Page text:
290609: Kunsthistorisches Museum: Raum im Bild (Room in paintings) – Interiors from 1500 to 1900

Kunsthistorisches Museum: Raum im Bild (Room in paintings) – Interiors from 1500 to 1900 Chamber music of symphonies? Admittedly, it is difficult to set something against the aesthetic presentation style during the Era Seipel. Everyone was therefore eager to see what the first exhibition under the new director Sabine Haag at the Portrait Gallery of the Art History Museum would be like. And, indeed, it was surprising. The presentation of the 35 works on “Images of Space – Interiors from 1500 to 1900” turned out to be a kind of “home match”. Both an EU project and a recently finalized publication by Karl Schütz, the director of the Portrait Gallery, formed the background. In comparison to portrait, landscape, genre paintings, and still lifes, interiors are not among the classic categories of painting. One can easily detect cross connections among the selection of the presented interiors – e.g. by comparing Carl Moll’s painting with Johannes Vermeer’s “The Art of Painting”, or Jacob Alt’s with Caspar David Friedrich’s “View from his Studio”. However, renowned paintings are now presented in an unspectacular manner on the sage-green walls. Compared to Seipel’s definitely more joyful staging, the now traditional hanging at first comes across as rather musty, and on second view as almost provocative. One important piece of art lined up next to the other - all presented in an extremely reserved way. Pure understatement. The expressiveness of the works is meant to speak for them. Will we in future have to get used to a renaissance of musty museums?! Or is this meant to be an intellectual chess move? Is one toying with the idea that the paintings are set in a relationship to their surroundings? And does the topic “Rooms in a painting” underline the nexus “Room in a painting in a room”? And something else is different: not one painting came from outside Vienna. Even all the loans came from close-by : from the Academy of Fine Arts, the Albertina, the Belvedere, and the Liechtenstein Museum. The time of presentation – from 1500 to 1900 as well as the integration of aquarelles, and thereby assimilating to neighbouring institutions in Vienna, can be viewed as additional innovations. However, the emphasis laid on (aquarelle) painting around 1900, following that of The Netherlands of the 16th and 17th century, remains a mystery. By Maria-Gabriela Marinkowic Kunsthistorisches Museum 1010 Vienna, Burgring 5, until 12.07.09 www.khm.at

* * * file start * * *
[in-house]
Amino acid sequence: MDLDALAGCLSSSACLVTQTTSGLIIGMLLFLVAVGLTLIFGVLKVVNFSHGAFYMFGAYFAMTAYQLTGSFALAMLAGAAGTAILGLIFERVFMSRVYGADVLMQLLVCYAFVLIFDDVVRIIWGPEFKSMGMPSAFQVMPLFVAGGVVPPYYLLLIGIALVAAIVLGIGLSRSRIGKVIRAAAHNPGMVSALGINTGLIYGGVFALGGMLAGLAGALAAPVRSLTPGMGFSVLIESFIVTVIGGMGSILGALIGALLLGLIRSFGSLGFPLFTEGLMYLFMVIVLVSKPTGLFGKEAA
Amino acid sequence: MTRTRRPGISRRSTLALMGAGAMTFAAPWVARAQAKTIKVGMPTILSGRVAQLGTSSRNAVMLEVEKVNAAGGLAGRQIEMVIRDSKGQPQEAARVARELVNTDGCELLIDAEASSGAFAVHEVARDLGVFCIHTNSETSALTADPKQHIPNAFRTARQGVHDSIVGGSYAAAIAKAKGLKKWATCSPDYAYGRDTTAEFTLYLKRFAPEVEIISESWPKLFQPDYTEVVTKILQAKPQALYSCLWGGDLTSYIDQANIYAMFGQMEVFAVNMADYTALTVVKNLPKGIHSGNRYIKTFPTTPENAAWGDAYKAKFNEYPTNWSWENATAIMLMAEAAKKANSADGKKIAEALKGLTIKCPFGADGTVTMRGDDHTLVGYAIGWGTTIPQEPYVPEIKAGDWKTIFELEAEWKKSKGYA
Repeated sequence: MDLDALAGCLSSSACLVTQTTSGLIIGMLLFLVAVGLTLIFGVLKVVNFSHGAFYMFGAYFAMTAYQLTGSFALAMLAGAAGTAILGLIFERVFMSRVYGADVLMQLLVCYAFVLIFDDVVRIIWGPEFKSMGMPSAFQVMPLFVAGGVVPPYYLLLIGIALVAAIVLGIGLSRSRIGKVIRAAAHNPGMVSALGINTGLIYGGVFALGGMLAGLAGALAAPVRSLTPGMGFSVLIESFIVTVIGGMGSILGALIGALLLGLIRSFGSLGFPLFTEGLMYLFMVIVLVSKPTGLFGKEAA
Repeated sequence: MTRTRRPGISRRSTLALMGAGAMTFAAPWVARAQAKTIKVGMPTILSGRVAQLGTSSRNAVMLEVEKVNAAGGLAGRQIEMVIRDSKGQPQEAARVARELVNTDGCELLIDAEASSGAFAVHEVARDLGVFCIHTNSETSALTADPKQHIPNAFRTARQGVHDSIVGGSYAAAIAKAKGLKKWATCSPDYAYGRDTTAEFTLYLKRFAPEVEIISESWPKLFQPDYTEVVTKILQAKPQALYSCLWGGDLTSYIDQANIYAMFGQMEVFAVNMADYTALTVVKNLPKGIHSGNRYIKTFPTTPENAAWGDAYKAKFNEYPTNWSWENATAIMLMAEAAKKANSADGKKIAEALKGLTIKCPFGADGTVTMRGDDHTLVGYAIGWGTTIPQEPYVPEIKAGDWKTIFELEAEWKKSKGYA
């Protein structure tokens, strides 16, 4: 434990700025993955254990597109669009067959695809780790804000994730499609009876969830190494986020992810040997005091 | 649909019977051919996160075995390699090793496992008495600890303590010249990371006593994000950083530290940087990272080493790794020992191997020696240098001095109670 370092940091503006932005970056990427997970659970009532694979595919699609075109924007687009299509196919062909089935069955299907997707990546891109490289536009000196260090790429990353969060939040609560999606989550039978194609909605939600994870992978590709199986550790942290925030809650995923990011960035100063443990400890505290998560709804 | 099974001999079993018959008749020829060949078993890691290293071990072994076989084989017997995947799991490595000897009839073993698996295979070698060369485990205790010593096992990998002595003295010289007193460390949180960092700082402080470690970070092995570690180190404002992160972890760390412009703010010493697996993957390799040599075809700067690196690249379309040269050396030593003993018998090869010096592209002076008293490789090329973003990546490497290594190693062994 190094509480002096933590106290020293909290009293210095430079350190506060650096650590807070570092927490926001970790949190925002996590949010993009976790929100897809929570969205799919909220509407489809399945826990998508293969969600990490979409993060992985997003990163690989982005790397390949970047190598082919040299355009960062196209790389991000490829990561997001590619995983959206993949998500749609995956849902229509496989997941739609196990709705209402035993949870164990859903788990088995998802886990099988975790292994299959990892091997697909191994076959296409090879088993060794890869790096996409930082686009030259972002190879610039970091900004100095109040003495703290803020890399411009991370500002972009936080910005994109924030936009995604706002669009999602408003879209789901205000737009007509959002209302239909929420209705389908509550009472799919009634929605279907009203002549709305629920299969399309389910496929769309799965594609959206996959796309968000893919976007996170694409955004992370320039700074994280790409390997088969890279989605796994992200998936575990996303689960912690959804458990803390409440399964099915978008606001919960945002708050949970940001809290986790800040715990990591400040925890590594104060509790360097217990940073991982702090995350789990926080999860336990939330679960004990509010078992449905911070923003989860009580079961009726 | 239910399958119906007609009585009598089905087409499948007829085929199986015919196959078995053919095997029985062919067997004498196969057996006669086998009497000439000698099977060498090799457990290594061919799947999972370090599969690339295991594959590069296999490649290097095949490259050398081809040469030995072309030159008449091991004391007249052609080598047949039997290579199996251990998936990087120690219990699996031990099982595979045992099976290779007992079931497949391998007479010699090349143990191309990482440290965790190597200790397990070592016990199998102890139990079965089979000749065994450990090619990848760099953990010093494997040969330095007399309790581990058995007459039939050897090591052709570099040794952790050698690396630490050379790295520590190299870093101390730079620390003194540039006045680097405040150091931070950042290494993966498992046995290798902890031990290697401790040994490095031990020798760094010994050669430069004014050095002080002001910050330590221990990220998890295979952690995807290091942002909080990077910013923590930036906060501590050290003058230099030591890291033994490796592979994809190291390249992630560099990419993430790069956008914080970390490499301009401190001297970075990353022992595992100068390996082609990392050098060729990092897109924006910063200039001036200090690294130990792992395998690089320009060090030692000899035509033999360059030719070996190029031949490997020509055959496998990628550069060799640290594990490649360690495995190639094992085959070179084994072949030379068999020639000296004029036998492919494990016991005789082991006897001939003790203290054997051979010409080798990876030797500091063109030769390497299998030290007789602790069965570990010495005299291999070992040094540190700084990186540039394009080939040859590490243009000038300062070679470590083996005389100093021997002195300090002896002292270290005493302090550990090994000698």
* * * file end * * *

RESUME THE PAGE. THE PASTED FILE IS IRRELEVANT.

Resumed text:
Kunsthistorisches Museum
1010 Wien, Burgring 5
Tel: +43 1 525 24 0
Email: info@khm.at
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